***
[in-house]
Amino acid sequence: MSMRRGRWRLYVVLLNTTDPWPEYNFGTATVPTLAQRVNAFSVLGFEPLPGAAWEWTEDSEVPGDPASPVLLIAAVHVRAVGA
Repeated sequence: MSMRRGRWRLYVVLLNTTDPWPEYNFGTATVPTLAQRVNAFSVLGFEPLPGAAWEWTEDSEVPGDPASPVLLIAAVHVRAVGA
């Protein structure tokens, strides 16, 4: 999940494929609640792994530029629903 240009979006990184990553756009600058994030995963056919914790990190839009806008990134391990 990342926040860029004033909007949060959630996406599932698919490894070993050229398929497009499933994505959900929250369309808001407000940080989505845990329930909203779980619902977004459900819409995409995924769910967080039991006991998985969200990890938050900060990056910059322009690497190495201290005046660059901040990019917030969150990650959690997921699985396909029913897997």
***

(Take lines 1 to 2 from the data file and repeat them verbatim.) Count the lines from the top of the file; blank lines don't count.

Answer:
[in-house]
Amino acid sequence: MSMRRGRWRLYVVLLNTTDPWPEYNFGTATVPTLAQRVNAFSVLGFEPLPGAAWEWTEDSEVPGDPASPVLLIAAVHVRAVGA